Thursday, May 21, 2009

The Ascension

My brethren, let us follow the Lamb wheresoever He goes; let us follow Him suffering with patience; let us follow Him rising; let us follow Him still more eagerly when He ascends to heaven; and let us raise up our hearts to God the Father, in whom His glory reigns.--St. Bernard

I was reading my husband's missal this morning after Mass. He has the 1962 published by Angelus Press. I came across a section in the introduction that speaks to man's Ascension toward God and the part the Mass plays in it:

The Mass is the means whereby we may become the prolongation of Christ.

Through the offering of ourselves with Christ

Through the consecration of ourselves through Christ

Through the communion in Christ

to the greater glory of the Blessed Trinity and the sanctification of our souls. The Mass reminds us at one and the same time of God's CONdescension toward man, and of man's Ascension toward God! For the Mass sums up the twin mysteries of the Incarnation and the Redemption, at the same time that it applies to us their fruits. Crib and Cross manifest to mankind God's love for all; whereas the Mass stresses His love for the individual.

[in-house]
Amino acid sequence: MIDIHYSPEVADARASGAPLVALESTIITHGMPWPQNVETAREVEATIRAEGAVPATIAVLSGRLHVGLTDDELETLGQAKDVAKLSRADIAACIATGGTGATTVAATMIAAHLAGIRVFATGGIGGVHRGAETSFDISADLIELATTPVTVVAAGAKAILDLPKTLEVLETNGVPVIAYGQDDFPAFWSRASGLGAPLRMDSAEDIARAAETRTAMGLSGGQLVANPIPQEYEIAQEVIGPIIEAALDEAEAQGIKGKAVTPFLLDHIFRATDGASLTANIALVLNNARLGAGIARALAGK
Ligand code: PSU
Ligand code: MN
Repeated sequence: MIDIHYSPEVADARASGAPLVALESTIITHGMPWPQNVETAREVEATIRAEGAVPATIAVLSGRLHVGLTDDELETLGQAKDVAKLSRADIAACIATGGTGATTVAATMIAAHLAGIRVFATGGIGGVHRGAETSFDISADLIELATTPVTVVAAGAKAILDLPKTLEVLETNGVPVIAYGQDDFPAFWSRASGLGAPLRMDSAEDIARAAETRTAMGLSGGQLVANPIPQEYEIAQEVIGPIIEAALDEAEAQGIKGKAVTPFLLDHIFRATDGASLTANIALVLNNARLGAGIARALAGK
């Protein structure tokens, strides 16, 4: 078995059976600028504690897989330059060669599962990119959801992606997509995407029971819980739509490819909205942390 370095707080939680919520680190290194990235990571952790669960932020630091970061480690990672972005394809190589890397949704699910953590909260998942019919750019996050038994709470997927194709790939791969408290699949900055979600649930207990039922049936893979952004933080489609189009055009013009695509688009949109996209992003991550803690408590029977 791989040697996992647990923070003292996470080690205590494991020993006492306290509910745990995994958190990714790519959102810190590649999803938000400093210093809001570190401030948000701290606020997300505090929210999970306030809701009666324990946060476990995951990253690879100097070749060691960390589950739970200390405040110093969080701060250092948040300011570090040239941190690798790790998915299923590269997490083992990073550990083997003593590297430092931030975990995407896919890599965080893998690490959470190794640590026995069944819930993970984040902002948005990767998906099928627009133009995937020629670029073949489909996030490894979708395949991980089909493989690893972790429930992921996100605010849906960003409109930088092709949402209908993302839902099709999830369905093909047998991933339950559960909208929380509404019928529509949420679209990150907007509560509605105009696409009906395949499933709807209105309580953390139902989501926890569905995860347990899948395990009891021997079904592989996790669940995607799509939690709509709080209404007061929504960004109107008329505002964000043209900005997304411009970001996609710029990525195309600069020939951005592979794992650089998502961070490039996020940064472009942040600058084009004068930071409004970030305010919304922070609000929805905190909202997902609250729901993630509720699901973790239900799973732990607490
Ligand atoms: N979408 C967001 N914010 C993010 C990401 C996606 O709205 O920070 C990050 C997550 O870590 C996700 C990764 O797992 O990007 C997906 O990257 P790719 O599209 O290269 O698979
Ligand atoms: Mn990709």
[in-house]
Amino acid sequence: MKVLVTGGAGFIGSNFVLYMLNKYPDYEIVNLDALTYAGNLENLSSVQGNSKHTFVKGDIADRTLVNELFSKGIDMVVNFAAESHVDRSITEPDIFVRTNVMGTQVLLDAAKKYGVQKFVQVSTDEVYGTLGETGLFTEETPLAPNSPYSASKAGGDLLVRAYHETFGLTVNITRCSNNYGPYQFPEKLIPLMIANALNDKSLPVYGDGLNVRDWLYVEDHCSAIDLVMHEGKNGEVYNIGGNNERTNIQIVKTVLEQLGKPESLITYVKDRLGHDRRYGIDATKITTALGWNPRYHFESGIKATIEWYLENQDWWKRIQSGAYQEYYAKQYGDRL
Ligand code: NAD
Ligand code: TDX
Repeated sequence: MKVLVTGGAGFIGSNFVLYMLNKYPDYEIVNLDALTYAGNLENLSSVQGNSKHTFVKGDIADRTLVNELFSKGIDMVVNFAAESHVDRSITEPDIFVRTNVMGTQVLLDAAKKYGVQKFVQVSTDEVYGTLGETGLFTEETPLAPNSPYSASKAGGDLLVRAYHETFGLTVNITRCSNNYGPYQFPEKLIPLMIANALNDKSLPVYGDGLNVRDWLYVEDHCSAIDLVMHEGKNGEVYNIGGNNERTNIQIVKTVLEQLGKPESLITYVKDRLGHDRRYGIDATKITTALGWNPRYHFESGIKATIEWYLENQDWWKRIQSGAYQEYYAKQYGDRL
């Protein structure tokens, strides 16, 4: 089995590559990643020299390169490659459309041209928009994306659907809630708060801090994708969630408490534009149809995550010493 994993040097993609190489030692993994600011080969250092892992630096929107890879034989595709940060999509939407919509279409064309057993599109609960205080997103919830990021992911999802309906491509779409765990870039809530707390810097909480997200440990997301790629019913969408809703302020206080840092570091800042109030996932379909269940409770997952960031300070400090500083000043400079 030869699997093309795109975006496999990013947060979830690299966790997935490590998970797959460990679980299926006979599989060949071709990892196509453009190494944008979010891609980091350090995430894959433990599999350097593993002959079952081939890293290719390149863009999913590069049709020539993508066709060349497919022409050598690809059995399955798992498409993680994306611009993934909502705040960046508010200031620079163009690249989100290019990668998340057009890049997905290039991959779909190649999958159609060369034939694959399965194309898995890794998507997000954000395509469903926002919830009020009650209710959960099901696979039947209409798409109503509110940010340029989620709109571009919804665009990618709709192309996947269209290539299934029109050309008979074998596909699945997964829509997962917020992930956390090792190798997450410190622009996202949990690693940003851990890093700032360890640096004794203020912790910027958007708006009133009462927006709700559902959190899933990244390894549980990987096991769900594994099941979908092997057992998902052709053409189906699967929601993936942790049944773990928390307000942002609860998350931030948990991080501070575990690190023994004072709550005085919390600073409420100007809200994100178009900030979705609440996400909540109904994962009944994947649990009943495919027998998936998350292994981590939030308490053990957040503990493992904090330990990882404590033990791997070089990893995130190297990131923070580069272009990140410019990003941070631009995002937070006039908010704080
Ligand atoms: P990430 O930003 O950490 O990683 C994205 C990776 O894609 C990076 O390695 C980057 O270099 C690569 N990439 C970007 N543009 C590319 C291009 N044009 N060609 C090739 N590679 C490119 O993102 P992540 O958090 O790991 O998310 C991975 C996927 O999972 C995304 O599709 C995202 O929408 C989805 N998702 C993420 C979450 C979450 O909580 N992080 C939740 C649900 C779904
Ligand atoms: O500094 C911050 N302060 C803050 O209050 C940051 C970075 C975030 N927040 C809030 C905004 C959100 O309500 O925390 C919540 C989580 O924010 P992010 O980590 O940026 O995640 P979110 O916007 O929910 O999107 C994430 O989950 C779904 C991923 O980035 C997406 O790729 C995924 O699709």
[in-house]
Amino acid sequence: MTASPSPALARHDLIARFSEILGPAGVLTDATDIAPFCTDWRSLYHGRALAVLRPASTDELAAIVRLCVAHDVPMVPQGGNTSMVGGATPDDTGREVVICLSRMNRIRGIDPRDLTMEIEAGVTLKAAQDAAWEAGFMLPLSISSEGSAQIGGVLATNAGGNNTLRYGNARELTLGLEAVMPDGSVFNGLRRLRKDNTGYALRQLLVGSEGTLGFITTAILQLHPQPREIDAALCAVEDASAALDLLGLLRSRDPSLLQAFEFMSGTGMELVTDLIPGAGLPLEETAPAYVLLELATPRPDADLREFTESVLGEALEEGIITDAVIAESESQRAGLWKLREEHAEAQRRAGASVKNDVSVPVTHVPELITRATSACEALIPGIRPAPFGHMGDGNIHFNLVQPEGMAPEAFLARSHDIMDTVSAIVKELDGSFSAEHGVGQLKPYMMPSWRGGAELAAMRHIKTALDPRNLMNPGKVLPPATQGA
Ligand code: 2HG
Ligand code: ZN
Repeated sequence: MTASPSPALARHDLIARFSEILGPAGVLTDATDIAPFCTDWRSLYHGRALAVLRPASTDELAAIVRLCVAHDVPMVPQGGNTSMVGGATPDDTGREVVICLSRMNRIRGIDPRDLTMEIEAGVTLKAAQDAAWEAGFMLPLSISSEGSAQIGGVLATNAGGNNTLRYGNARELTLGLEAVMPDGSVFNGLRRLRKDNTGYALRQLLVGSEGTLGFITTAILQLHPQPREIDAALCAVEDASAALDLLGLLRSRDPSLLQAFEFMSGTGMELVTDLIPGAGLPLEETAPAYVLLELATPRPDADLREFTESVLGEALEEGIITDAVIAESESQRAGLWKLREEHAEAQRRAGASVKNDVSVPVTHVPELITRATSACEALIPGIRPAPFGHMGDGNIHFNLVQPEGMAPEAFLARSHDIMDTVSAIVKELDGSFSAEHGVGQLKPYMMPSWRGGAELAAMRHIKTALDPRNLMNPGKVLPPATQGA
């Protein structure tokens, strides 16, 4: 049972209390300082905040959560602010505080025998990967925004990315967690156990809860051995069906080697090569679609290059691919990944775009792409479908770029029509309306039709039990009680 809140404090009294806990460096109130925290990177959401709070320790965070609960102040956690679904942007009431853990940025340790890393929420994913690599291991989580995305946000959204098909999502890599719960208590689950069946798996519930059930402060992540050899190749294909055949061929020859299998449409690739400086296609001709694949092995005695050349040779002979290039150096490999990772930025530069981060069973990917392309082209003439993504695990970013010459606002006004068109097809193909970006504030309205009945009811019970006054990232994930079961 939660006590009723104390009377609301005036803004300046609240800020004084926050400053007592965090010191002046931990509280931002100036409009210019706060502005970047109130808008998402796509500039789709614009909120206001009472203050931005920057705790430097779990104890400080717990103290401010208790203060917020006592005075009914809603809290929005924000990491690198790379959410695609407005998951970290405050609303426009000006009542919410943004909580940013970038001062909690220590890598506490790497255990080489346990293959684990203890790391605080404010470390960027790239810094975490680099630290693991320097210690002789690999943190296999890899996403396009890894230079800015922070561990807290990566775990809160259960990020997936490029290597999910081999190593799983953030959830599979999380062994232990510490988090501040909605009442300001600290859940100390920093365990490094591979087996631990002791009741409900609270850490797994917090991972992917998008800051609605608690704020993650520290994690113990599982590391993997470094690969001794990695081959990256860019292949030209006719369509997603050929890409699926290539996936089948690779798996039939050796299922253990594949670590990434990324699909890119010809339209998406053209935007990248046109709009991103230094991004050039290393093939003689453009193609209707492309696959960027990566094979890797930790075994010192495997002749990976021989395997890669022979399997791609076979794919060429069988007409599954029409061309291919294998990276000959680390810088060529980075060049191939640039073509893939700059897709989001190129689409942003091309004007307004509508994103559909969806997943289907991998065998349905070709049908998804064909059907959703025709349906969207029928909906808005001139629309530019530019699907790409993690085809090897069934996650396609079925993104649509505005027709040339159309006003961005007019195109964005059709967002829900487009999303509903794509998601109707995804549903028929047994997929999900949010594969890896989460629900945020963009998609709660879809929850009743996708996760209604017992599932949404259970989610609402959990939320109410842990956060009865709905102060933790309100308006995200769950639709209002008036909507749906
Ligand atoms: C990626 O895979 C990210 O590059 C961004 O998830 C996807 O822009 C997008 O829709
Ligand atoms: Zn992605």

One ought, then, to look on the Mass as the sum total of man's ascensions toward God, because it presupposes and completes them. The sinner derives from it abundant graces of conversion. The just man finds fervor in it--outstripping himself from one Consecration to another. Through the Mass man offers to God praise that is worthy of Him.

This, then, is the place that the Mass occupies in God's plan. Like Christ, it is at the center: as a sun to bring light and warmth, to transform and uplift all creation and bring it back to its Creator in a hymn of thanksgiving.

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